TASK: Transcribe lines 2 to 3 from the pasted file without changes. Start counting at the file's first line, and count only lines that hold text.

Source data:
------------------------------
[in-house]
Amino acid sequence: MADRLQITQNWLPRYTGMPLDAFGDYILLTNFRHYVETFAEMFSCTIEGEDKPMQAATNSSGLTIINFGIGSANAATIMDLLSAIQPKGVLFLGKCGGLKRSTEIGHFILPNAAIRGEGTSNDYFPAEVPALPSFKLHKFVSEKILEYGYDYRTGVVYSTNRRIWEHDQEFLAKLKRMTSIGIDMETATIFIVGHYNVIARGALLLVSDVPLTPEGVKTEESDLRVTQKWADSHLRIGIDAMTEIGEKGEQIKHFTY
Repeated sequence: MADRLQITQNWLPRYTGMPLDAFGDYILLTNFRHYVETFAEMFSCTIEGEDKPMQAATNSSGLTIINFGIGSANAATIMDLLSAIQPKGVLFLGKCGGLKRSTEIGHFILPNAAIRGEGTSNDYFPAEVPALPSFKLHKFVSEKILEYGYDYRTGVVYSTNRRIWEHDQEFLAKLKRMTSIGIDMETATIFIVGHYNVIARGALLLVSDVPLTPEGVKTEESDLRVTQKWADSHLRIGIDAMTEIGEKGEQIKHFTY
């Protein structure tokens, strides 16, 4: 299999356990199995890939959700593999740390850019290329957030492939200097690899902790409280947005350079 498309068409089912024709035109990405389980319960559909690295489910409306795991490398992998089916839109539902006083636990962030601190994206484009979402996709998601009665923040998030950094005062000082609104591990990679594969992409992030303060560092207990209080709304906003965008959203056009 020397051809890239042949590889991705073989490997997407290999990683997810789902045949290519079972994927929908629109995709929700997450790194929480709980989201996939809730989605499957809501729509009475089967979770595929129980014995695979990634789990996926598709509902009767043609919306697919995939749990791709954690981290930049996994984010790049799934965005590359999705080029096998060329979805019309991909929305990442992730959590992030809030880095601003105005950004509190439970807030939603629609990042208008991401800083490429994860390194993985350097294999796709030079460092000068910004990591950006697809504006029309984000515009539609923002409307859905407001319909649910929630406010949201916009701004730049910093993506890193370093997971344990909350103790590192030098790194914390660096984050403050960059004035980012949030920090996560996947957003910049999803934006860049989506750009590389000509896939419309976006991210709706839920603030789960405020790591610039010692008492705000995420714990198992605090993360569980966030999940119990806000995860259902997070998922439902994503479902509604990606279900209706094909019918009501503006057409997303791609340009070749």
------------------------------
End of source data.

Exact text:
Amino acid sequence: MADRLQITQNWLPRYTGMPLDAFGDYILLTNFRHYVETFAEMFSCTIEGEDKPMQAATNSSGLTIINFGIGSANAATIMDLLSAIQPKGVLFLGKCGGLKRSTEIGHFILPNAAIRGEGTSNDYFPAEVPALPSFKLHKFVSEKILEYGYDYRTGVVYSTNRRIWEHDQEFLAKLKRMTSIGIDMETATIFIVGHYNVIARGALLLVSDVPLTPEGVKTEESDLRVTQKWADSHLRIGIDAMTEIGEKGEQIKHFTY
Repeated sequence: MADRLQITQNWLPRYTGMPLDAFGDYILLTNFRHYVETFAEMFSCTIEGEDKPMQAATNSSGLTIINFGIGSANAATIMDLLSAIQPKGVLFLGKCGGLKRSTEIGHFILPNAAIRGEGTSNDYFPAEVPALPSFKLHKFVSEKILEYGYDYRTGVVYSTNRRIWEHDQEFLAKLKRMTSIGIDMETATIFIVGHYNVIARGALLLVSDVPLTPEGVKTEESDLRVTQKWADSHLRIGIDAMTEIGEKGEQIKHFTY